I think about how the little stuff became big stuff: microwaving a meal on my own, managing a shower, walking my dog to the mail box and back, staying awake through an entire movie. I measure my successes in the tiniest of these things -- things most people don’t even think about. Until one day I stopped to see that years of these "little things" brought me to teaching children with Autism for 8 hours a day. Sure, I was beyond exhausted and some days I hurt more than I could understand, but I was doing it.

Even then, though, I think one of the hardest parts is not knowing if we'll feel OK tomorrow... shit, if we will feel OK in 5 minutes. If we will ever really feel "OK" again. “I might never get better”  is a scary, scary thought, but a fair one, don’t you think? With all you have been through? Everything you have dealt with?

I think so.

So, I don’t know. I don't know what to say. I know that in my darkest moments, I did everything I could to find something to hold on to. I took pictures from my bed and discovered a love for photography. And I told myself, over and over, that even though my body might be sick, my spirit was whole.

And while I don't know exactly how you feel, my friend, I understand.

I understand.

So, please, do not let go.

- Sarah

1-800-273-TALK (8255)

Thanksgiving: Then & Now

There were many Thanksgivings I had to endure with an eating disorder.

Too many.

With every single one, I couldn't enjoy my time off from school, be present with my family, or really be grateful for anything. This usually resulted in me feeling like the worst piece of scum there ever was -- I had people who cared about me, I was blessed enough to have food to eat while so many people didn't. *sigh* Guilt, anxiety, and depression - my synonyms for "Thanksgiving".

I remember a lot about those Thanksgivings... feelings, though. Never any moments.

Eating disorders take away a lot. But one of the things I hadn't realized (until after I was recovered), was that it took away memories. My mind was never "there" because it was always thinking, obsessing, planning. Even when I tried to shut it out, it was still buzzing just below the surface.

Honestly, there is just one moment I remember back then. I stood a few feet away, maybe four or five, from my parents' long, dining room table -- and a little to the left of it. I remember exactly how the sun was shining through the windows at the other end -- mid-afternoon, a little too warm for fall but too cold for summer. I remember how the tableware had been set -- bowls in the middle waiting for the food my mom was still scurrying over in the kitchen. I remember the purple centerpieces my mom had set up -- these oblong whatsits and purple ornaments on top of a matching tablecloth. And the tablecloth wasn't long enough, so Mom had angled in a (surprisingly) Martha Stewart-type fashion.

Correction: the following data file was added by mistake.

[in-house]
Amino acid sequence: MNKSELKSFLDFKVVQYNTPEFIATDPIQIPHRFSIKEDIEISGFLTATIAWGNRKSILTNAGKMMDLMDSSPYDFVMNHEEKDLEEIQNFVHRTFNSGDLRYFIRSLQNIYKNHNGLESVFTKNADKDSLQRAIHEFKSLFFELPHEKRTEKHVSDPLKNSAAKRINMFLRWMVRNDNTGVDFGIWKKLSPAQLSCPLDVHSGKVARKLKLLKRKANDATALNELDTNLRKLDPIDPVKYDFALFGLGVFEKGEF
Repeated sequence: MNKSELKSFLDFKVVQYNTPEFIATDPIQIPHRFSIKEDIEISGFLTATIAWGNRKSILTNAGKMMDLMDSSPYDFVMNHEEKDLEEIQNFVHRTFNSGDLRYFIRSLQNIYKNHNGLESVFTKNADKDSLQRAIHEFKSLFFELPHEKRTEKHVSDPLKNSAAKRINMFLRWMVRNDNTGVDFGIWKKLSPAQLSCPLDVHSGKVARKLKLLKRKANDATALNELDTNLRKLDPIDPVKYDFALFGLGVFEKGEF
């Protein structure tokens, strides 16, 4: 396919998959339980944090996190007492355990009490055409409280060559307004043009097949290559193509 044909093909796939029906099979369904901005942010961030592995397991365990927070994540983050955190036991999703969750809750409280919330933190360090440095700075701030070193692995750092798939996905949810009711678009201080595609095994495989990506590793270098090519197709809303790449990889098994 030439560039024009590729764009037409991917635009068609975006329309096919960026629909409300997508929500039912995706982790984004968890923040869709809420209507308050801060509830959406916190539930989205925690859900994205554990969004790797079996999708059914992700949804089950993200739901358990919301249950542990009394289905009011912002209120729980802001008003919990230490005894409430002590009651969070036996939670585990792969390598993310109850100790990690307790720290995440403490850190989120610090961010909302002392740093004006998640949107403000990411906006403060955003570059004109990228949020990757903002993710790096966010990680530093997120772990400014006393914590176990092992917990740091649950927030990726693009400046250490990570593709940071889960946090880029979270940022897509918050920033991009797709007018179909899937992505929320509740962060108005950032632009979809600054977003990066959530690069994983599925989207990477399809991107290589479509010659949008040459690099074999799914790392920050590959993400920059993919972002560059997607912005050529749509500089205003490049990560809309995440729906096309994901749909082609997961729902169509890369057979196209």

And I just stood there. Looking at the empty table and the empty chairs and the empty plates and bowls.


These days, I've been lucky enough to spend the holidays feeling full. Happily full. Full of family and friends, full of delicious food, full of gratitude.

Full used to be terrifying. In every way with everything. I guess it still can be, as I sit here on my couch, reflecting about it all. Full is a tough concept, a tough idea, and a tough feeling. But when I am full, I remember moments and I remember feelings. And I am so thankful -- so thankful -- that these days I get to be full of life.

If I could, I would hug every single person that struggles with Thanksgiving. I wish, so much, that I could take them with me so we could be together. But maybe we are, in a way. Aren't we? Because we aren't alone. Because I will think of them, and maybe they will think of me, too -- and try to remember that it can get better.

And that I am thankful for you. Because I wouldn't be filled up by all you wonderful people, now, if I had not been empty back then.


A great event is happening on Twitter today called #thx4support. Please check it out!

(Photo from


"Enough" is a trap.

Whatever words you put in front of it devalues what really is.

I'm not PRETTY enough.
I'm not SMART enough.

Whatever you put after it can be even worse.

I'm not THIN enough to have an eating disorder.
I'm not GOOD enough for him.

There is no "enough". Nothing will fill it so that it suddenly goes away. "Enough" is a hole in your mind that stays and echos and will never be filled up.

Instead, it has to be shown for what it really is. It has to be challenged.
Enough for whom? For him? For her? For Mom? For Dad? For them? For you?

Nothing will be enough unless you say so.


Because you are powerful and strong and worth fighting for.


You are so much more than "enough".

Home & the Impermanence of Feeling

I think recovery from any form of addiction -- eating disorders, alcoholism, whatever -- means an annoying, boat-load of anxiety.

I hate anxiety.

Many years ago, in elementary school, I had a friend named Jacqui. Obviously, she was awesome -- you can't have a name like "Jacqui" and not be awesome. She was confident and eccentric and laughed as loudly as I did.